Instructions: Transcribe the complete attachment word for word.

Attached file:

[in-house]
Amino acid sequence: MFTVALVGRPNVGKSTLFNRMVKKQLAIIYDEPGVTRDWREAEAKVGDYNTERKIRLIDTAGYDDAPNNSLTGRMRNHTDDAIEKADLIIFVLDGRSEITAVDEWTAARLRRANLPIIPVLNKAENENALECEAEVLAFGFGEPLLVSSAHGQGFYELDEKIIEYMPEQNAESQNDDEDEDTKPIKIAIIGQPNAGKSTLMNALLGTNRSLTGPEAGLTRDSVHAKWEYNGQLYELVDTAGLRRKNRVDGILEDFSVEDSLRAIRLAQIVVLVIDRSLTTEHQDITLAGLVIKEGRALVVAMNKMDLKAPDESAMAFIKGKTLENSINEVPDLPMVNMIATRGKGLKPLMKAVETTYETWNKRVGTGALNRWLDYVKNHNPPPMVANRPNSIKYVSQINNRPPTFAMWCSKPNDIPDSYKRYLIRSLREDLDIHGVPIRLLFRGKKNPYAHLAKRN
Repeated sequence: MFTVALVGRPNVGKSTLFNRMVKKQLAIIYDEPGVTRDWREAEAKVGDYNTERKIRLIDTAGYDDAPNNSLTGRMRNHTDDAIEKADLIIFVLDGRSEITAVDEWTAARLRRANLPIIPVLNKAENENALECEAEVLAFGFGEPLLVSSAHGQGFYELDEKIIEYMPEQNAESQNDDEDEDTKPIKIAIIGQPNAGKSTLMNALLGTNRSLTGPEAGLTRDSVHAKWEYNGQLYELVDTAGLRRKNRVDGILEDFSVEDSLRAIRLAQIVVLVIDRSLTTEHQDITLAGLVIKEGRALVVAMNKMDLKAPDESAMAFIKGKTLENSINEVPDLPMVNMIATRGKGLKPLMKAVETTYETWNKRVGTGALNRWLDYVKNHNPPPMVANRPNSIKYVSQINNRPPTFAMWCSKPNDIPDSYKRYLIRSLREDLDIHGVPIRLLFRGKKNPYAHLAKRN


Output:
[in-house]
Amino acid sequence: MFTVALVGRPNVGKSTLFNRMVKKQLAIIYDEPGVTRDWREAEAKVGDYNTERKIRLIDTAGYDDAPNNSLTGRMRNHTDDAIEKADLIIFVLDGRSEITAVDEWTAARLRRANLPIIPVLNKAENENALECEAEVLAFGFGEPLLVSSAHGQGFYELDEKIIEYMPEQNAESQNDDEDEDTKPIKIAIIGQPNAGKSTLMNALLGTNRSLTGPEAGLTRDSVHAKWEYNGQLYELVDTAGLRRKNRVDGILEDFSVEDSLRAIRLAQIVVLVIDRSLTTEHQDITLAGLVIKEGRALVVAMNKMDLKAPDESAMAFIKGKTLENSINEVPDLPMVNMIATRGKGLKPLMKAVETTYETWNKRVGTGALNRWLDYVKNHNPPPMVANRPNSIKYVSQINNRPPTFAMWCSKPNDIPDSYKRYLIRSLREDLDIHGVPIRLLFRGKKNPYAHLAKRN
Repeated sequence: MFTVALVGRPNVGKSTLFNRMVKKQLAIIYDEPGVTRDWREAEAKVGDYNTERKIRLIDTAGYDDAPNNSLTGRMRNHTDDAIEKADLIIFVLDGRSEITAVDEWTAARLRRANLPIIPVLNKAENENALECEAEVLAFGFGEPLLVSSAHGQGFYELDEKIIEYMPEQNAESQNDDEDEDTKPIKIAIIGQPNAGKSTLMNALLGTNRSLTGPEAGLTRDSVHAKWEYNGQLYELVDTAGLRRKNRVDGILEDFSVEDSLRAIRLAQIVVLVIDRSLTTEHQDITLAGLVIKEGRALVVAMNKMDLKAPDESAMAFIKGKTLENSINEVPDLPMVNMIATRGKGLKPLMKAVETTYETWNKRVGTGALNRWLDYVKNHNPPPMVANRPNSIKYVSQINNRPPTFAMWCSKPNDIPDSYKRYLIRSLREDLDIHGVPIRLLFRGKKNPYAHLAKRN